This instruct able details how to make a 0-20mA +/-10V signal generator using an inexpensive LM324 opamp. These type of signal generators are useful in industry to test sensor inputs or drive industrial amplifiers.
Whilst it's possible to buy these they are often expensive and if broken can be difficult to repair. Using simple components allows you to create a circuit that's repairable if it does break at a fraction of the cost!
Step 1: A Little Theory....
The above schematic details a voltage to current converter. Since the voltages at an opamps input are equal when the positive terminal is 5V the negative terminal must be likewise.
The only place for this to come from is the op amps output therefore the op amp sources enough current to ensure the negative terminal is at 5V. If V(R1) = 5V then I(R1) = 5/250 = 20mA and since RL forms a series cct (no current flow into (-) terminal) with this it must also have 20mA flowing through it.
We can therefore construct a circuit that converts a voltage to a current.
Looking at the datasheet for the LM324 we can see it's capable of driving 30mA and can therefore be used as the basis of our simple current source without an additional drive transistor.
In addition to that we'd like a 0-10V or +/-10V output. This can be achieved easily by amplifying the 0-5V signal we had form out 0-20mA cct by a factor of 2 to generate a 0-10V output signal.
To generate a +/-10V signal we can cheat a little and modify our amplifier circuit to amplify by a factor of 4 to give 0-20V output. A third amplifier can then generate a static 10V signal which when used as a reference to the 0-20V signal gives a voltage range of +/-10V.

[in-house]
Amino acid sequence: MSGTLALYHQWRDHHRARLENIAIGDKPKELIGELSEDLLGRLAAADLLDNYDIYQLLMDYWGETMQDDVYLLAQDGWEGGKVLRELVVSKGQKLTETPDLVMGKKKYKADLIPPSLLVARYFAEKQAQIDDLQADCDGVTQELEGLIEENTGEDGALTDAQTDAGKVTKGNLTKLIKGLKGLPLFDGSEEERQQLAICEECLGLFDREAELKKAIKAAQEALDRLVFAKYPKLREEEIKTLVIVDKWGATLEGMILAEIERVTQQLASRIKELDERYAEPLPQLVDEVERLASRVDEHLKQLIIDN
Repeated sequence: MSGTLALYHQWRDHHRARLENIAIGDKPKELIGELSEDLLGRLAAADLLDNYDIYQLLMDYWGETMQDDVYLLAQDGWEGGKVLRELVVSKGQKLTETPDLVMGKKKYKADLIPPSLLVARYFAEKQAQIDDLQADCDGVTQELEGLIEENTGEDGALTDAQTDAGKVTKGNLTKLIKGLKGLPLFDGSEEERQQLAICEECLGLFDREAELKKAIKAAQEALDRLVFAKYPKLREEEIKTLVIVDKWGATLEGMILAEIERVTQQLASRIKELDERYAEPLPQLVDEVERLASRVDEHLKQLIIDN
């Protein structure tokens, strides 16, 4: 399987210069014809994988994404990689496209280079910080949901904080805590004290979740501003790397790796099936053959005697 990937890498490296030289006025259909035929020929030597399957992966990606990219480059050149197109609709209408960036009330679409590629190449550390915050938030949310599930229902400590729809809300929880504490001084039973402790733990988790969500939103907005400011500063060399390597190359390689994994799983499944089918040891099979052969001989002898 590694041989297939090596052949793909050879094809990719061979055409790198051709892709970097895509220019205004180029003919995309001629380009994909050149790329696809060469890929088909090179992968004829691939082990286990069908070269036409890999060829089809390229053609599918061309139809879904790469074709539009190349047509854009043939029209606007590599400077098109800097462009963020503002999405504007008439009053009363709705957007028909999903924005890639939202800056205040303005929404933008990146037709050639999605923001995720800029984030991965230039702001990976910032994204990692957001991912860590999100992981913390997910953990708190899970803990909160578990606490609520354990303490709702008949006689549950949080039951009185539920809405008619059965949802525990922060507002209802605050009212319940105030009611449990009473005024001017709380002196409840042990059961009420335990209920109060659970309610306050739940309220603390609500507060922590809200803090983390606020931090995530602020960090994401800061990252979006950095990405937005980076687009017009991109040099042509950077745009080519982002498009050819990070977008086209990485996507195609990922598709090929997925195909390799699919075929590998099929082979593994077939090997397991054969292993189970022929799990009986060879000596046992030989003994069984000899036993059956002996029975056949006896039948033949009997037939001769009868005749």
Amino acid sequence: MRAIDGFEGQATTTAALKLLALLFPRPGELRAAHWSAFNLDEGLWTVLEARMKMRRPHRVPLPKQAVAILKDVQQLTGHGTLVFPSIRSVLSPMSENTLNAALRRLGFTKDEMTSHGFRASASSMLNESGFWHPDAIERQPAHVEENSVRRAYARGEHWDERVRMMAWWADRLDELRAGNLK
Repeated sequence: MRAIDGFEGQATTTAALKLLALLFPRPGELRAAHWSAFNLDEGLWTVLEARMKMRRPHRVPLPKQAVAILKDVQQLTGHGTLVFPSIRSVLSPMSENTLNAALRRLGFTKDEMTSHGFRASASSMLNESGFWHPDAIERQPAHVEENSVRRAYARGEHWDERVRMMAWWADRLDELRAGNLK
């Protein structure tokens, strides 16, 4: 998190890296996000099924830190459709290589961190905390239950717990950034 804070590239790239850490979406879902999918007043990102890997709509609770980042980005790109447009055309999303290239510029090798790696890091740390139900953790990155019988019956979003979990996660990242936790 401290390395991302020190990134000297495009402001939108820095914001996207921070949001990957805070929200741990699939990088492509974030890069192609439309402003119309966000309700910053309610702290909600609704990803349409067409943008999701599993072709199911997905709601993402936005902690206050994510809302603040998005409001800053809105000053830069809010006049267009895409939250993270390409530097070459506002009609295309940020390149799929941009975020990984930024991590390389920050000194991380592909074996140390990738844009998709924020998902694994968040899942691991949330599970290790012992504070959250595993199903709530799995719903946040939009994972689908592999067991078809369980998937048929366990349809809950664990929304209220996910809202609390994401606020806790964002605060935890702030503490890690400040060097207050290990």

I've provided a schematic on how to realize this. Mine has protection diodes on which may or may not be necessary depending on your application as well as a couple of pots for trimming outputs.
Step 2: Lets Start With a Case
With the theory out the way we can develop a case for our project. I've used a hammond 1593PBK. If you're doing your own PCB you may wish to select a larger case.
I've decided to add an LED and a range pot, I'd also like a slide switch on the side as well as 2 sets of cables for 0-20mA and +/-10V.
I've created an adhesive cover using a vinyl adhesive to help with the range indication.
Using a centre punch and the cover mark out the holes and then drill out the holes:
- Pot 7mm
- LED 6.5mm
- Cable entry 5mm
- Holes for switch 2mm
A hacksaw and file can be used to cut out the opening hole for the slide switch.
Once complete apply the cover sticker and mount the LED, pot and switch.
NOTE - wire lengths to be kept generous so they can be trimmed later on when we assemble the case, any wires should be heat shrink ed to prevent cable breakage.
Step 3: Add a Power Supply
We're using a cheap boost DCDC converter off ebay. This can amplify the 9V battery I'm planning on using up to the 22V I need to realize the +/-10V cct. It's got an adjustment pot I'll need to trim a little later.